20+ weeks on The New York Times‘ Best Seller list, millions of copies in print, five sequels and enduring publication on all modern electronic platforms… Eric Van Lustbader‘s vanguard novel The Ninja turns 36 years old this month. It was easily the biggest mass media property of the 1980s ninja boom, yet somehow never saw adaptation outside of print. Much of it was lifted for low-budget movies like Revenge of the Ninja, while at the same time a host of A-list talent and Hollywood legends-in-the-making couldn’t manage to sustain its film development with a much bigger studio deal. The Ninja is the biggest ‘what-if?’ or ‘never-was’ or ‘if-only’ of the era.
So why wasn’t The Ninja the first, and biggest, ninja movie?
From Lustbader’s own website:
After a long process too tortuous to go into here, which included two high-profile directors and three screenwriters, the project was shelved when a new head of production was hired at 20th [Century Fox] and put into turnaround [trans. abandoned] all the projects the former head of production had green-lighted.
Read on, we’re going to look that ‘long, torturous process’ while comparing the book to an actual script draft from one of the high-profile directors in question. And we’ll hear from the author himself on what could have been via a Vintage Ninja exclusive interview.
Ed. Note: If you’ve never read the book, spoilers abound.
It came from the pre-craze void…
If The Ninja was published in 1980, it needed at least a year of work behind-the-scenes at the publisher to get there, and let’s speculate the manuscript was started maybe at least a half-year before that. So the notion of a ninja novel was born 1978-79ish? That puts Lustbader two-to-three years ahead of The Octagon in theaters, the Shogun mini-series putting ninja on every TV in America, The Hand appearing in Marvel Comics and Stephen Hayes making the cover of Black Belt. He was ahead of the curve and ahead of the craze, embracing the term ‘ninja’ at a time when only Andrew Adam’s martial arts articles, the Bond adventure You Only Live Twice, Peckinpaw’s The Killer Elite, and sporadic TV episodes of series like Kung-Fu, Baretta and Quincy had breached the term in the U.S.
We asked the author about his first exposure in that pre-boom period:
EVL: I had gotten interested in ukiyo-e Japanese prints. To that end, I was directed to the Ronin Gallery in NYC, which has the largest selection of prints in the Western world. In short order, I became friends with the couple who owned the gallery. In those days, it was housed in the Explorer’s Club mansion on the East Side of Manhattan. It was a nexus for many Japanese visiting or emigrating to the US. The word “ninja” came up in a discussion they were having one day. I started asking questions and immediately became fascinated by these modern-day masters of chaos.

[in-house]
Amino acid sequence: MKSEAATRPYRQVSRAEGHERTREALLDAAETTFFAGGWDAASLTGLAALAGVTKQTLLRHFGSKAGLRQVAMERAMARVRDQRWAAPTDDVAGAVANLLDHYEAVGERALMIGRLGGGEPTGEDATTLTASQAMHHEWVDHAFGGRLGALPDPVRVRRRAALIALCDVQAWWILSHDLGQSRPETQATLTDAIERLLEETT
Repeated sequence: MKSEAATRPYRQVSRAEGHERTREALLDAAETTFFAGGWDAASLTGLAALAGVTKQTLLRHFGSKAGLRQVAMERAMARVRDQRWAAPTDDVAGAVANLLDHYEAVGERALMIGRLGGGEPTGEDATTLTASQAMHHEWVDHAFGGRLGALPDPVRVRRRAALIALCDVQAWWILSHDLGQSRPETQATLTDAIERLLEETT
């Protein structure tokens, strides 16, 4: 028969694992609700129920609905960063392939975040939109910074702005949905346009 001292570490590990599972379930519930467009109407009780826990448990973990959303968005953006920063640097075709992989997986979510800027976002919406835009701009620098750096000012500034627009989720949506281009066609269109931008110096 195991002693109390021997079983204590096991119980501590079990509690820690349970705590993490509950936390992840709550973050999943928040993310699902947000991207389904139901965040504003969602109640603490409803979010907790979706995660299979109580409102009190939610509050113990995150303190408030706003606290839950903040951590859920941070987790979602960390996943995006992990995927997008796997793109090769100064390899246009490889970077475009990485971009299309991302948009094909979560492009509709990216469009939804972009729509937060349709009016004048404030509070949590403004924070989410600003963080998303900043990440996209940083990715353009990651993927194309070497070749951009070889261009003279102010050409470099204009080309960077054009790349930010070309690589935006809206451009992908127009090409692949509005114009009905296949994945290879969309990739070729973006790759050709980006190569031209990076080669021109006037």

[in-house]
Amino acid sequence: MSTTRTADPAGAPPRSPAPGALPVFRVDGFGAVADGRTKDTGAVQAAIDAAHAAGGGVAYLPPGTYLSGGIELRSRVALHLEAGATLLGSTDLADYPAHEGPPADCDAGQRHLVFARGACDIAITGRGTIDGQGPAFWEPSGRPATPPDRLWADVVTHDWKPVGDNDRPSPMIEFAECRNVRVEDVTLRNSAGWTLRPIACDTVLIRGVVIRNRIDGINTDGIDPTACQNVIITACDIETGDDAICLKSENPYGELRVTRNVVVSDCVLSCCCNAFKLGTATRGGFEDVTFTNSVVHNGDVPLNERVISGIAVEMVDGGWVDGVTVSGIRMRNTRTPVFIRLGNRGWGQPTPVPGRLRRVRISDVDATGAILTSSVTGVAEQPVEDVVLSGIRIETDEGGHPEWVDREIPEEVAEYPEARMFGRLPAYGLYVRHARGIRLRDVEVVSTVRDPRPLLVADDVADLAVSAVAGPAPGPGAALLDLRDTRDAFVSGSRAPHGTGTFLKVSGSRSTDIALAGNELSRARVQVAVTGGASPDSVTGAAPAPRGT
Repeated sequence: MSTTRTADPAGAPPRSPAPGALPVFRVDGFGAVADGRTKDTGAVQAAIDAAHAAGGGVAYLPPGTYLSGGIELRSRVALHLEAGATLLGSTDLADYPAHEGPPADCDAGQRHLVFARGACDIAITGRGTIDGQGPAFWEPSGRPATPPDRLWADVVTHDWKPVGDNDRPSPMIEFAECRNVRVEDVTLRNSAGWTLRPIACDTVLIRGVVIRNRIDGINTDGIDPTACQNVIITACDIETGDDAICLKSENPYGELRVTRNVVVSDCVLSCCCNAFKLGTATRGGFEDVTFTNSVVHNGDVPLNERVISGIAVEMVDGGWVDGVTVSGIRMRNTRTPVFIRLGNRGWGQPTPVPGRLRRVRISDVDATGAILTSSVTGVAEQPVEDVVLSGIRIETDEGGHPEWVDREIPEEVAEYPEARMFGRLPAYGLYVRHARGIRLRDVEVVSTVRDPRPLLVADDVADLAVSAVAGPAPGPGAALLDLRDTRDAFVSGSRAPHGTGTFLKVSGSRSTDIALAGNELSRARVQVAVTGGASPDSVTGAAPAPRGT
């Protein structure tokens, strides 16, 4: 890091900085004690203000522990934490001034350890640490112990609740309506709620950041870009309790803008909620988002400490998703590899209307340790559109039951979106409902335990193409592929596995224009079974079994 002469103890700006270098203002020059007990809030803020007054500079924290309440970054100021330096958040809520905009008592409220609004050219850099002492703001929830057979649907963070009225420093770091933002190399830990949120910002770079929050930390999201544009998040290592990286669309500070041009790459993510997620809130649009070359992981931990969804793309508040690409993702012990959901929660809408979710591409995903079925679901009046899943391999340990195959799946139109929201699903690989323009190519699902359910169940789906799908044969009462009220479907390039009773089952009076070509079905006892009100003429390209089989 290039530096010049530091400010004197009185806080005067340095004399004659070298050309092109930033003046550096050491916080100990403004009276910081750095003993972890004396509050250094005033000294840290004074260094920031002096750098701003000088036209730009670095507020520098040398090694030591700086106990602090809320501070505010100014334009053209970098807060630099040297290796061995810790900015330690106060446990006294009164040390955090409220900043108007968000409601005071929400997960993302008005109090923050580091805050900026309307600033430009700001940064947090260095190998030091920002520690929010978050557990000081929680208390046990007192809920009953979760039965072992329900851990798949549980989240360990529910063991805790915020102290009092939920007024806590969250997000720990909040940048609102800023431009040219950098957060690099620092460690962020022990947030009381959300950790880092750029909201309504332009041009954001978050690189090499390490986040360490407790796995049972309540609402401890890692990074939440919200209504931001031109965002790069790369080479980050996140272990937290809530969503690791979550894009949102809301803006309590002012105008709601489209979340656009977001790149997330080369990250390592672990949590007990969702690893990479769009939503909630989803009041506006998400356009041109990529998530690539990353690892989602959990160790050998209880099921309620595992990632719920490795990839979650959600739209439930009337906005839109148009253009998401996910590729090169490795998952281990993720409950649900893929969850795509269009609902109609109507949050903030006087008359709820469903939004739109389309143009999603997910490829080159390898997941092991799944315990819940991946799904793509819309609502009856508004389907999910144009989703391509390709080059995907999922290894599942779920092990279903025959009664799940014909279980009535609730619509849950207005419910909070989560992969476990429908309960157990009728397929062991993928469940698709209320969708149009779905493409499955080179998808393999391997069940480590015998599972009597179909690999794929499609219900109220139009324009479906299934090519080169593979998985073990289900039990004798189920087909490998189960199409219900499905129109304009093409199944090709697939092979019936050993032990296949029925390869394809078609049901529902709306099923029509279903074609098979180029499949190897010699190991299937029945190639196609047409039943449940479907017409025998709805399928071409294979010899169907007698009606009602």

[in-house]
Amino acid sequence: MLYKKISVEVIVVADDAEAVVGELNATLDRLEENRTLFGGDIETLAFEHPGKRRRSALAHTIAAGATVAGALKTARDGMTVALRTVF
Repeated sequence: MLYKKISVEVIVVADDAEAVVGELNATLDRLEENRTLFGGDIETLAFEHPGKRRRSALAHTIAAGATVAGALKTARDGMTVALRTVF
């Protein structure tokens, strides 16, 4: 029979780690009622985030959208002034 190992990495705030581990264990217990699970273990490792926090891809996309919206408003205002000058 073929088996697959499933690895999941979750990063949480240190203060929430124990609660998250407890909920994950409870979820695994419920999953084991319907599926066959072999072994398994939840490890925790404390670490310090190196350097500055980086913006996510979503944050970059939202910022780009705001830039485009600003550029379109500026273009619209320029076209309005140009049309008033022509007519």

Keep in mind how amorphous the notion of ‘ninja’ would have been at that point. The old kabuki magician image of shinobi characters like Sarutobi Sasuke had no legs in the West. Although mystical lore was suggested in various martial arts theses, notions of cultish assassins were out there in more abundance, and the hooded commando image had been introduced in the Bond movie. The stereotypes, conventions, tropes, etc. and so forth weren’t even close to being cemented in the mainstream public’s eye.
So Lustbader had a perfect opportunity to seize onto an exotic foreign term and iconic character type that would have had an inkling of recognition but wasn’t yet weighed down by b-movie and kids cartoon baggage. It was wide open territory.
The protagonist of The Ninja and its sequels is an effective literary archetype — the outsider of two different cultures caught in their inevitable intersection. Nicholas Linnear is of mixed race – a white father, part of the post WWII occupation force in Japan, and a mother of deliberately mysterious pan-Asian descent. As a young man he endures a troubled upbringing in post-war Japan, where he learned deadly martial arts alongside rival cousin Saigo, to whom he loses his first love Yukio. Politics and subterfuge lead to the deaths of his parents, a grudge gets passed to the next generation, and he flees Japan.
Decades later, Linnear is a graphic designer living a playboy life in New York City. He gets tangled with a gorgeous basket case named Justine, the daughter of billionaire industrialist Raphael Tomkin — who just happens to tank a deal with a Japanese conglomerate that puts a price on his head. Saigo, who has spent the interim learning the most demented aspects of ninjutsu’s mind control and black arts, answers their call, unable to pass up the opportunity for a major bounty, and a chance to settle an old score.
What follows is cat-and-mouse, as Saigo stalks both of his prey, killing off their colleagues and friends one by one in signature shinobi fashion. Grizzled burn-out loose-cannon cop Lew Croaker recruits Linnear into the chase, despite the warnings of Nicholas’ country sawbones pal Doc Deerforth, who himself encountered evil ninja in the Philippines during WWII. The more our hero heals old emotional wounds via his relationship with Justine, the more he is maneuvered into protecting his potential father-in-law. Saigo, meanwhile, devolves into an urban monster, frequenting a brothel where he victimizes young boys and sinking further into an opiate drug habit that somehow aids his almost sorcerer-like powers.